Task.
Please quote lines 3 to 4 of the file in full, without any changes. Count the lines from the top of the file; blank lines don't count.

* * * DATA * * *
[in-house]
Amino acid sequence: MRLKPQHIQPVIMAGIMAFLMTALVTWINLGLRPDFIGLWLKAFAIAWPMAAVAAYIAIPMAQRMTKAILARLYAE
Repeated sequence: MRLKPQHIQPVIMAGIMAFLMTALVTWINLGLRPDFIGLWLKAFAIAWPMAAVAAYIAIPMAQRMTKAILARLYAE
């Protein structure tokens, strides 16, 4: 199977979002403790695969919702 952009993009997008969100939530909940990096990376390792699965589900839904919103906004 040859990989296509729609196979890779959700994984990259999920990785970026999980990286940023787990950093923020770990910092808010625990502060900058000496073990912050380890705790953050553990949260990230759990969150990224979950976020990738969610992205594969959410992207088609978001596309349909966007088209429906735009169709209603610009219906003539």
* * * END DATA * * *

Repeated sequence: MRLKPQHIQPVIMAGIMAFLMTALVTWINLGLRPDFIGLWLKAFAIAWPMAAVAAYIAIPMAQRMTKAILARLYAE
């Protein structure tokens, strides 16, 4: 199977979002403790695969919702 952009993009997008969100939530909940990096990376390792699965589900839904919103906004 040859990989296509729609196979890779959700994984990259999920990785970026999980990286940023787990950093923020770990910092808010625990502060900058000496073990912050380890705790953050553990949260990230759990969150990224979950976020990738969610992205594969959410992207088609978001596309349909966007088209429906735009169709209603610009219906003539």